Anzac biscuits

all details

During World War I these hardy biscuits were sent to Australian troops serving overseas.

ANZAC biscuits.
Traditional ... ANZAC biscuits.

Ingredients

1 cup plain flour

1 cup rolled oats

3/4 cup desiccated coconut

3/4 cup caster sugar

125 g butter

1 tbsp golden syrup

1 1/2 tsp bicarbonate of soda

2 tbsp boiling water

Method

Preheat oven to slow 150C. Brush 2 oven trays with melted butter or oil. Place flour, oats, coconut and sugar in a large mixing bowl, stir until combined.

Combine butter and golden syrup in small pan, stir over high heat until melted. Mix soda with boiling water, add to melted butter and syrup. Add to flour mixture, stir until combined.

Shape level tablespoonsful of mixture into balls and flatten slightly; place onto prepared trays, about 6 cm apart.

Bake 15–20 minutes or until crisp and golden. Remove from oven, stand 2 minutes.

Loosen biscuits and cool on wire rack.

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  • Cuisine - Modern Australian
  • Course - Snacks, Lunchbox
  • Occasion - Anzac Day

3 reviews so far

  • Rating: 5 out of 5 stars

    Great recipe thanks - but it's only a myth that these were sent to troops in World War 1. The Australian War Memorial explains it here:http://www.awm.gov.au/blog/2008/04/22/anzac-biscuits/ .
    My grandmother thought they were popular because eggs were rationed. Who knows? Keep baking though. They are delicious.

    Commenter
    MsDuffy
    Location
    Sydney
    Date and time
    April 25, 2014, 12:10PM
    • Rating: 4 out of 5 stars

      MsDuffy, your statement is factually incorrect.

      Go to the link you provided and read what it says again - it talks about not confusing ANZAC biscuits with a different biscuit provided to troops - sometimes called an ANZAC wafer.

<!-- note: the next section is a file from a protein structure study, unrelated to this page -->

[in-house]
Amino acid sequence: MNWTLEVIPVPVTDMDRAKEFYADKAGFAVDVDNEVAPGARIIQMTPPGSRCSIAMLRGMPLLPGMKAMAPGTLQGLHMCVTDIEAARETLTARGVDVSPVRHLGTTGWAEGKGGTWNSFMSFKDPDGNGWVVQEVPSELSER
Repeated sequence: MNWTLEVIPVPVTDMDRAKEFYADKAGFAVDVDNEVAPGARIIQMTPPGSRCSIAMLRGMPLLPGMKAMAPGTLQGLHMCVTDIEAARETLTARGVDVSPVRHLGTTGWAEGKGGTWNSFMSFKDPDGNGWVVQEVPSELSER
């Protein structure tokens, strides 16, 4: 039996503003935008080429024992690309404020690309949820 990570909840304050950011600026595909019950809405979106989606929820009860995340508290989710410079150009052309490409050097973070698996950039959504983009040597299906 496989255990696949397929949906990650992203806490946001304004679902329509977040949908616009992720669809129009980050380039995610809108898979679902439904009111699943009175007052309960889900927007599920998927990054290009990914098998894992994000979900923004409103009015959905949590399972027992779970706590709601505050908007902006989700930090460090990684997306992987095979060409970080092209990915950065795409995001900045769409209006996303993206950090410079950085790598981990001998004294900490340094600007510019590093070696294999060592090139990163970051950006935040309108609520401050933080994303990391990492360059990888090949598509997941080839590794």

You seem to be confusing biscuits provided by the military, with biscuits baked by family at home and sent to loved ones stationed overseas. It was ANZAC biscuits they made and sent because it's a hardy biscuit that withstood the length of time to travel and was still edible when it arrived.

      I say this with respect, go and learn about the history of the ANZAC biscuit before making statements that attempt to revise history - especially when the source you provide to back up your statement actually says nothing of the sort.

      Commenter
      TYoung
      Location
      Sydney
      Date and time
      April 25, 2014, 2:57PM
  • Rating: 3 out of 5 stars

    As someone who makes this biscuits a lot, I find that brown sugar gives a far more superior result than white sugar whether it's fine or plain.
    As for the dispute over myths versus legends : all I know is this, every woman was encouraged to make some sort of contribution to the boys over there. They didn't need much encouragement, as every family was impacted in some way. Socks were knitted, as were scarves and all sorts, fruit cakes and the ANZAC bikkies were very popular as they kept and travelled well. Defence personnel received tins from home, often through the Red Cross that contained the gifts from home as well as tobacco, pencils and paper. Often these tins would have encouraging letters from the homefront. These letters were a great comfort, especially to young lads who may not have had a girlfriend, or worse - an orphan - with no one to write to them.
    My great great uncles had grown up very poor and wrote home about how amazing this was, as in their own words, "they'd never had as many pairs of socks at one time" in their lives".

    Commenter
    Robyn
    Location
    Date and time
    April 26, 2014, 8:16PM

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